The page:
Young Matthew MacDonald lives in a house of plenty. His mother, Abbie, has enough milk to nurse him and to ship to neonatal units as far as away as the Prairies.
YARMOUTH, N.S. - The woman on the other end of the phone thought Abbie MacDonald had made a mistake in the paperwork for her donation of breast milk for neo-natal intensive care units.
“We figured it was a typo – you meant 4.7 litres, not 47 litres, right?” asked the woman.
Human milk is amazing and has so many properties that formula doesn’t – even one feed can help a baby fight off diseases that can be crippling to a very young baby in the neonatal intensive care unit.
Jannette Festival, NorthernStar Mothers Milk Bank
“I said, ‘no, 47,’” said MacDonald with a laugh.
The receptionist was amazed.
She said, “Oh my, well 4.7 would feed the whole unit for a day. This is a lot of milk!”
MacDonald never dreamed she’d end up with enough breast milk to share. She now has at least 55 litres frozen.
When her baby, Matthew, was born by C-section Feb. 21, she faced nursing challenges. Her gestational diabetes had added another twist to an already complicated pregnancy.
When she was 17 weeks pregnant, she fell and broke her leg. Surgery, with screws in her leg, was required and she was in a wheelchair for months.
“I could walk for two weeks when I had him and then my hips kind of went,” she said.
She’s been off work as director of care at The Meadows senior residence in Yarmouth since then.
When she left the hospital with Matthew, she wasn’t feeling well so she decided to pump her milk instead of nurse.
“I was only getting very small amounts but within 15 days I was pumping enough that he didn’t need formula. I was really lucky but I had to stick with it – every two to three hours, around the clock I would pump,” she said.
Her husband and family were a tremendous help in making her schedule work. Her supply kept building and she froze the extra.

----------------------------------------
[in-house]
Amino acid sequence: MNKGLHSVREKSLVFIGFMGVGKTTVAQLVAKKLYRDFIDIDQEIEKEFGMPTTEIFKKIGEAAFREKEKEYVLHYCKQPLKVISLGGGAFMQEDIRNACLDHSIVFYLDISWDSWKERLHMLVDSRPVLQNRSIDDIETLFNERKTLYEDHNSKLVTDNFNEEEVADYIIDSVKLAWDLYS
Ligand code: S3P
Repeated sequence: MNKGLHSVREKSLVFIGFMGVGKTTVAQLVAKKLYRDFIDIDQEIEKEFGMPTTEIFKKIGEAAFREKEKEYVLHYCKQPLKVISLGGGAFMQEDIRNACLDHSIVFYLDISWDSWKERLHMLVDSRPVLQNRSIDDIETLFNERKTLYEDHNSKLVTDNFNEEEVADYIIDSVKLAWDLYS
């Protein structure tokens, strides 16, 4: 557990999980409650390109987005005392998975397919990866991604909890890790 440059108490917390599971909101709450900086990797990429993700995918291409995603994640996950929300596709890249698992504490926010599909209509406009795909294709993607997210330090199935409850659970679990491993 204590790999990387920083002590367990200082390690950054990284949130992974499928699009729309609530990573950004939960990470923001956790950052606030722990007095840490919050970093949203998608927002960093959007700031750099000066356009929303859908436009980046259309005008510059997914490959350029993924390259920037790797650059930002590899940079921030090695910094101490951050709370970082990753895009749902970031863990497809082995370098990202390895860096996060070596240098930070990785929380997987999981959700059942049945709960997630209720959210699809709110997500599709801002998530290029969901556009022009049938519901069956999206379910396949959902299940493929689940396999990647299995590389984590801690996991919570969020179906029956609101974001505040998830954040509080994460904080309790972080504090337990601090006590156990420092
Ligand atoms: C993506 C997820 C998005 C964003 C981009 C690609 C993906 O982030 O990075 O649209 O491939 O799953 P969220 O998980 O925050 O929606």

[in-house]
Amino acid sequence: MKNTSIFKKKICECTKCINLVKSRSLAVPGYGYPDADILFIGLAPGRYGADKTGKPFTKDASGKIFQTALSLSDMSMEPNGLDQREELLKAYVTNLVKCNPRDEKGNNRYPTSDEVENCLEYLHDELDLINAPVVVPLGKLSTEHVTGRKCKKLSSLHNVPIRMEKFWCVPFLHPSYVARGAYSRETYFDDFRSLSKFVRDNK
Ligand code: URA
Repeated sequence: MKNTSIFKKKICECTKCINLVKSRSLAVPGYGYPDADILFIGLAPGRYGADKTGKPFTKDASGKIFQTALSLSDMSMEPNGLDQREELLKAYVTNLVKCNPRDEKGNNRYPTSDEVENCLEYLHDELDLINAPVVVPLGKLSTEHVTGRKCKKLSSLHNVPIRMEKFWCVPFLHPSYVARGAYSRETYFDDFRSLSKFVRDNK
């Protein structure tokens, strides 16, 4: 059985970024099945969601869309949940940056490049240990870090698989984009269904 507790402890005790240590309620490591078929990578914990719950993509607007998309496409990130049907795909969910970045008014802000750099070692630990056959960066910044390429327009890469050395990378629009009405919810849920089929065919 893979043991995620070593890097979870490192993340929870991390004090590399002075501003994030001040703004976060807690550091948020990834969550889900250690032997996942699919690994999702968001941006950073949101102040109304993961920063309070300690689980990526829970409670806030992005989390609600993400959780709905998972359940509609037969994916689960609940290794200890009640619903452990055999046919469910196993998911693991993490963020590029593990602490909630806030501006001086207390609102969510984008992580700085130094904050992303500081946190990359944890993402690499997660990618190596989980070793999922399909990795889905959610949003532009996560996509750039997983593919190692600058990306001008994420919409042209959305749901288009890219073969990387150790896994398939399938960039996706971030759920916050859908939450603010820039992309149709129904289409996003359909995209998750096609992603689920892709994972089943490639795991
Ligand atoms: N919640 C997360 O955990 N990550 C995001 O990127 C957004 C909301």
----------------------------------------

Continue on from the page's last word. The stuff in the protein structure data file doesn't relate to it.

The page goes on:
“I get anywhere from a litre to a litre-and- a-half per day. He drinks around 900 ml. So I’ve got extra,” she said. But her freezer was quickly filling up and she hated the thought of discarding any of the life-giving fluid.
MacDonald used to work in neonatal intensive care at the IWK and knows that human milk can reduce necrotizing enterocolitis, a serious intestinal illness in babies.
Health Canada doesn’t advise mom-to-mom sharing because of the lack of screening, but the Baby Friendly Initiative committee told her about the NorthernStar Mothers Milk Bank in Calgary.
After the screening process with them, MacDonald will be shipping her frozen breast milk for distribution.
Jannette Festival is the executive director of the organization.
“This is a large donation for one mom to make. We ask them to donate a minimum of 4.5 litres but our average donation is 15 litres,” she said.
The milk will be distributed across the Prairie provinces and the east coast.
Festival says typically the volume of milk a mom donates is not celebrated because it can make other mothers feel inadequate if they only meet the minimum.
“The message we don’t want to send is ‘why bother-it’s such a small amount.’ The fact is that these moms also save lives and we never want to diminish that fact,” she said.
“Human milk is amazing and has so many properties that formula doesn’t – even one feed can help a baby fight off diseases that can be crippling to a very young baby in the neonatal intensive care unit,” said Festival.
To read more about the NorthernStar Mothers Milk Bank in Calgary, Alberta visit this link.